Pennsylvania’s Department of Education has put together a list of the state’s 414 low-achieving schools. It represents bad news for Philadelphia. Not only do Philly schools make up 40 percent of the failing list, but those are 75 percent of the schools in Philadelphia.
The approximately 242,000 students in those schools become eligible to apply for scholarships of up to $8,500, or up to $15,000 for special education students.
The scholarships will be funded through a $50 million tax credit approved by Pennsylvania lawmakers last month.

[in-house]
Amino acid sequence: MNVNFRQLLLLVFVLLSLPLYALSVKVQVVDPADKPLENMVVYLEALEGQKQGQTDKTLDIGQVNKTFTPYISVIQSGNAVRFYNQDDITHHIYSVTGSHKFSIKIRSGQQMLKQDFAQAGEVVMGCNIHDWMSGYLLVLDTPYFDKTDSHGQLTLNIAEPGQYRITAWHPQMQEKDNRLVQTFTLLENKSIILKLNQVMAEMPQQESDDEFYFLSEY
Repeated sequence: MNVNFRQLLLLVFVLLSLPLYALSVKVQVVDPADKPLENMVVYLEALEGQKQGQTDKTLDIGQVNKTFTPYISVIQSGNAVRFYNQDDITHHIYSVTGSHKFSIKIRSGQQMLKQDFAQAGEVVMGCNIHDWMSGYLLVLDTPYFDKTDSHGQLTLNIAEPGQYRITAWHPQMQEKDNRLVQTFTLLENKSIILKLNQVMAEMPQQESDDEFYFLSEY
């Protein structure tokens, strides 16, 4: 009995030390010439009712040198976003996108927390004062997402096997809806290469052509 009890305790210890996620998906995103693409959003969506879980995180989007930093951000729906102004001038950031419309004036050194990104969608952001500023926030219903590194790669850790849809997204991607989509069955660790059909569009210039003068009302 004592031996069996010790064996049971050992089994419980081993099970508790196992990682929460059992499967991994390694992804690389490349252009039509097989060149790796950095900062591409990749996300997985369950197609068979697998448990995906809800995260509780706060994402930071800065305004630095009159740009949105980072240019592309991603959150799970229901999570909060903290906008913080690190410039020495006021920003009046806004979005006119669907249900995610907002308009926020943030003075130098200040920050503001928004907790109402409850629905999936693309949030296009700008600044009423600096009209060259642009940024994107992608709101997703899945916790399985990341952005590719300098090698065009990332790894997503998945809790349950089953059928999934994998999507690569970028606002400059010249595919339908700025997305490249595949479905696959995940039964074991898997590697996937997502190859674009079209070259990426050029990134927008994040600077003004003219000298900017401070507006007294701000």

The scholarship program’s backers make a basic pro-school choice argument. “Students only have one chance each school year to have access to educational programs that will help them become successful in post-secondary life,” says Tim Eller with the state Department of Education.The program is funded by donations — kind of. Businesses do donate money for tuition toward private or even other public schools further away. The businesses then turn around and take the amount donated right out of their taxes — up to the annual program cap of $150 million. The state, technically, never handles a dime.But Jerry Jordan of the Philadelphia teachers union says public schools lose the money they would get for each student.”This is a program that’s taking dollars away from the public schools of Pennsylvania, after a substantial budget cut of almost a billion dollars from Pennsylvania last year,” Jordan says.A New York Times investigation in the spring found evidence of lobbyists involved in direction of the scholarship money should go.The Department of Economic and Community Development says funds will be fairly distributed to families on a first-come, first-served basis.